The full text of this book is not available online.  I don’t know how google decides what to display and whether I can trust that these words all refer to “my” flower.  I think it does, based on a little further examination:

Still, I found no primary source for “bringing it to North America” for medical or any other purpose.  I probably won’t look any further, either.  But I do find it fascinating how many web sources simply quote each other.

Anyway… there you have it:  Broadleaf Helleborine, also known as Weed Orchid and Bastard Helleborine.  It blooms from June through September – so as you’re hiking around the woods this summer, keep your eye open for it!  I’ve seen it at Chautauqua Gorge, Bentley Sanctuary, and in the woods behind Bergman Park.  I haven’t been to other spots just lately, but if I see it other places, I’ll add to this list.

Learn More:

So Many Species!

Zigzag Goldenrod

Zigzag Goldenrod

The year I got my Canon Rebel XT, I also got several days of vacation in September. I decided I would teach myself to identify all the goldenrods and asters that grow in our region. Ha ha ha… It was a ridiculous goal.  In my Newcomb’s guide alone there are 34 species of goldenrod and 43 of aster… I never even got close.

New York Aster

New York Aster

According to botanist Thomas Elpel, there are over 100 species of goldenrod worldwide, over 90 of which can be found in North America.  For asters, the numbers are 500 and 150.

Numbers like these speak to the success of the reproductive and adaptive strategies of these genera… producing huge numbers of seeds, and also regenerating year after year from continuously spreading root stock.  Clever little plants…

Violet

Violets have 5 petals.

For a Ridiculous Springtime Challenge check out the violets – another long list of species under a single genus.  Violaceae – The Violet Family – boasts sixteen genera and 850 species worldwide. In my Newcomb’s Wildflower Guide (northeastern and north-central North America), 31 species are listed and there are 39 in my Peterson guide for the same region.

Generally speaking, violets have 5 petals that are not all shaped the same.  Think of them as a top pair, a side (lateral) pair, and the larger, single bottom petal.  Leaves are most often basal, but on some species they alternate.

While most species are some shade of the color of their namesake, you will find other colors.  It seems the earliest ones I find in spring are yellow:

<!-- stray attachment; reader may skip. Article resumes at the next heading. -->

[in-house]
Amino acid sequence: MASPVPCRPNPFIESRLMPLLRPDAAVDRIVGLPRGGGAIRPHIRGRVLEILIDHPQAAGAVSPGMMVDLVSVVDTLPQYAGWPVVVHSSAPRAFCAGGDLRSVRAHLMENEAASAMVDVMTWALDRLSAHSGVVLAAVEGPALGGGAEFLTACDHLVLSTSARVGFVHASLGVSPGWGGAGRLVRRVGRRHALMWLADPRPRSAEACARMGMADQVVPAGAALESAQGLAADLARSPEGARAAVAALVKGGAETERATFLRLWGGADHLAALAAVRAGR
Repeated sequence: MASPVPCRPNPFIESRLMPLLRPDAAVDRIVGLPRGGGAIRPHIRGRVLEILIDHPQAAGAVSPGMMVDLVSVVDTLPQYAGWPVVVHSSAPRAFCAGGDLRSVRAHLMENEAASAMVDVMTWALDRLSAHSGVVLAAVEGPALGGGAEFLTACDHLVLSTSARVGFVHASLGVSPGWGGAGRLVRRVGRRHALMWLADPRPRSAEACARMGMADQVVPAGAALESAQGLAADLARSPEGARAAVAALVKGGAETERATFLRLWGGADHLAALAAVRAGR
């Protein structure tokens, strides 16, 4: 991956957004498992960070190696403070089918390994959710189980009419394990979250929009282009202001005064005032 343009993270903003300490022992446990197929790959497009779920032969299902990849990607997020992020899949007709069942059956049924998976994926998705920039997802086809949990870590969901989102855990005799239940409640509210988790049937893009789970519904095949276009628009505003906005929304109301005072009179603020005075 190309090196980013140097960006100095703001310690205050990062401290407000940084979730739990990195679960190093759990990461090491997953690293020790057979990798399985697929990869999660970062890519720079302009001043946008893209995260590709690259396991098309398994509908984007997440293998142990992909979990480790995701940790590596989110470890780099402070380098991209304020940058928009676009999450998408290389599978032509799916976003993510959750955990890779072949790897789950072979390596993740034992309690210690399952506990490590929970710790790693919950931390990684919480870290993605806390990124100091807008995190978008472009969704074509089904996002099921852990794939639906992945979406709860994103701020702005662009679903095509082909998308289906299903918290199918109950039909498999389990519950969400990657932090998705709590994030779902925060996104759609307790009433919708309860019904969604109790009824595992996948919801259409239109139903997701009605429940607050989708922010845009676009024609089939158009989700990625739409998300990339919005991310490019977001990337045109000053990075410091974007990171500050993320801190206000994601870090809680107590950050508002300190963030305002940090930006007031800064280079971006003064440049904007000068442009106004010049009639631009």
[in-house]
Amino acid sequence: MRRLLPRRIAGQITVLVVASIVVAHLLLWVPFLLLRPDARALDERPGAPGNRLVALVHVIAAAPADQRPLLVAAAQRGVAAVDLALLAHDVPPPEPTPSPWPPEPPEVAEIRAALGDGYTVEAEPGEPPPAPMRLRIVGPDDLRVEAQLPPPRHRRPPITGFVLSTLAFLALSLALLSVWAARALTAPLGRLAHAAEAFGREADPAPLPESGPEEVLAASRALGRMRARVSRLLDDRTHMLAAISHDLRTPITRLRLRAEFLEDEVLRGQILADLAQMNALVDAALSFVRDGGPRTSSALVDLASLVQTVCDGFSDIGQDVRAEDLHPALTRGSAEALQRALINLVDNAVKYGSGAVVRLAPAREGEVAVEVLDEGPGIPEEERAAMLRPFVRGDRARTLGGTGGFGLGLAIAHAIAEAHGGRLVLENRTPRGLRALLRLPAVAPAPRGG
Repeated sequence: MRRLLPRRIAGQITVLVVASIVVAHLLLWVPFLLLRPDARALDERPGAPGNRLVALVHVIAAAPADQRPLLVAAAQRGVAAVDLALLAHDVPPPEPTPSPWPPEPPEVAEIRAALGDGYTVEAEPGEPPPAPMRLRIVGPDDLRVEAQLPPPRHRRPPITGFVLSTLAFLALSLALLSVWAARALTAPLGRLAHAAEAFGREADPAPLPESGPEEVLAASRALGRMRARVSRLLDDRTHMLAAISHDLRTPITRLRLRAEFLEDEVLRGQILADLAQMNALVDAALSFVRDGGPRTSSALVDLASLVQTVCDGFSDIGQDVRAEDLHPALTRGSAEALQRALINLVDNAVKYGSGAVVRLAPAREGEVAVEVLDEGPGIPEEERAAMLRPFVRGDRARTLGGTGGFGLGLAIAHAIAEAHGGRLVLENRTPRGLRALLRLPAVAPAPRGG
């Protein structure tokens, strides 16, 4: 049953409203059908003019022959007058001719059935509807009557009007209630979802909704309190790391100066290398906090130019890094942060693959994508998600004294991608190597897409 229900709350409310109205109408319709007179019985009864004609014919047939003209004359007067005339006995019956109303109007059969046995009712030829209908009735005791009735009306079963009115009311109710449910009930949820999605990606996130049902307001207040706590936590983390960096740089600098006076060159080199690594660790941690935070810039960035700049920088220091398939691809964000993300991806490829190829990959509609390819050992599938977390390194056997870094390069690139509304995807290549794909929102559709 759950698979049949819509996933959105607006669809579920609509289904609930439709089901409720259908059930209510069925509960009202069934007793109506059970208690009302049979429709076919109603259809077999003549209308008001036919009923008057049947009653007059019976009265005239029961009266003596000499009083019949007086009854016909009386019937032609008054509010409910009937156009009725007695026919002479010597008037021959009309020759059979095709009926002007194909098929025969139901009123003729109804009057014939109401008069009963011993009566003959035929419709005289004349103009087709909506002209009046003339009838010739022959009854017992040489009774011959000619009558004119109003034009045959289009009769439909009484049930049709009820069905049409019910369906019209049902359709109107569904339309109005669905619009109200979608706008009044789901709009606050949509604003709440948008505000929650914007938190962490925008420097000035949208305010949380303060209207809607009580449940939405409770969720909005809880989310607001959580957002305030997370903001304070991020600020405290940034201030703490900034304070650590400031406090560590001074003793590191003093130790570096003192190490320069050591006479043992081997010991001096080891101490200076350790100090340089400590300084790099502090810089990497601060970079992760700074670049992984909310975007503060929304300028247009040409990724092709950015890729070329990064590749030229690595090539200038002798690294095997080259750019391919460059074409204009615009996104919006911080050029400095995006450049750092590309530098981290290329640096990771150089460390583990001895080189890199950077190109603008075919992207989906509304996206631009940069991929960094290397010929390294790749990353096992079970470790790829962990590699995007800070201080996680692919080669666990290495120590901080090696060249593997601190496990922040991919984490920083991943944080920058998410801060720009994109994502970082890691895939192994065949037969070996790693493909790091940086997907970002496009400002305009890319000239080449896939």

Round-leaved Violet by Jennifer Schlick

Round-leaved Violet

Shortly after the snow melts, the little, yellow dots of Round-leaved Violet (Viola rotundifolia) push their way up through the leaf litter along with tiny leaves.  Together, the blooms and leaves expand in size until by summer the leaves might be 2-4 inches long.

Northern White Violet

Northern White Violet

The Northern White Violet (Viola pallens) has streaks of purple on its lower petal.

There is another lovely white violet that won’t bloom until later in May.  The plants get quite a bit taller and the flower petals are a little more “regularly” shaped.

Canada Violet

Canada Violet

Back of Canada Violet Flower

Back of Canada Violet Flower

The Canada Violet (Viola canadensis) flower is interesting because it is white on the front, but violet on the back.  It is also distinctive because whereas many of the violet species have flowers each on a stalk that comes up from the ground, this plant is more bush-like – with flowers on branching stalks from a main stem.

When a flower has a unique feature, and is named for that unique feature, it is easy to remember the name.  Such is the case with the Long-spurred Violet (Viola rostrata).  I first found these along a creek in a very moist, rich woods and found them to be just delightful, both for their shape and for their delicate light-purple color.

Long-spurred Violet

Long-spurred Violet

When it comes to the purple ones, i fear I have not been attentive enough to identify to the species level…  I have not paid attention to the shape of the leaves and whether they are smooth or fuzzy…  I have not paid attention to whether the veined markings are on all petals, or just the lower, or lower and lateral…  I have not paid attention to which of the petals are bearded and which are not…   So much to notice.

Violet

One of the purple ones...

As you know, there is always something new to learn… This year, I learned that violets form a 3-valved exploding capsule of seeds!  When I did an image search for such a thing, I found that one of my Flickr friends had one:

Violet Seeds

Seed pod of Viola sororia - by Fleur-Ange Lamothe

I think I’ll keep my eyes open for such a thing this year!

All violets are edible.  You can throw the blooms right on your salad or dry them to make tea.  They are reported to be high in vitamins C and A, and as a medicinal tea to work well as a laxative or expectorant.

The domesticated plants “Johnny Jump Up” and pansies are in the same family as the wild violets.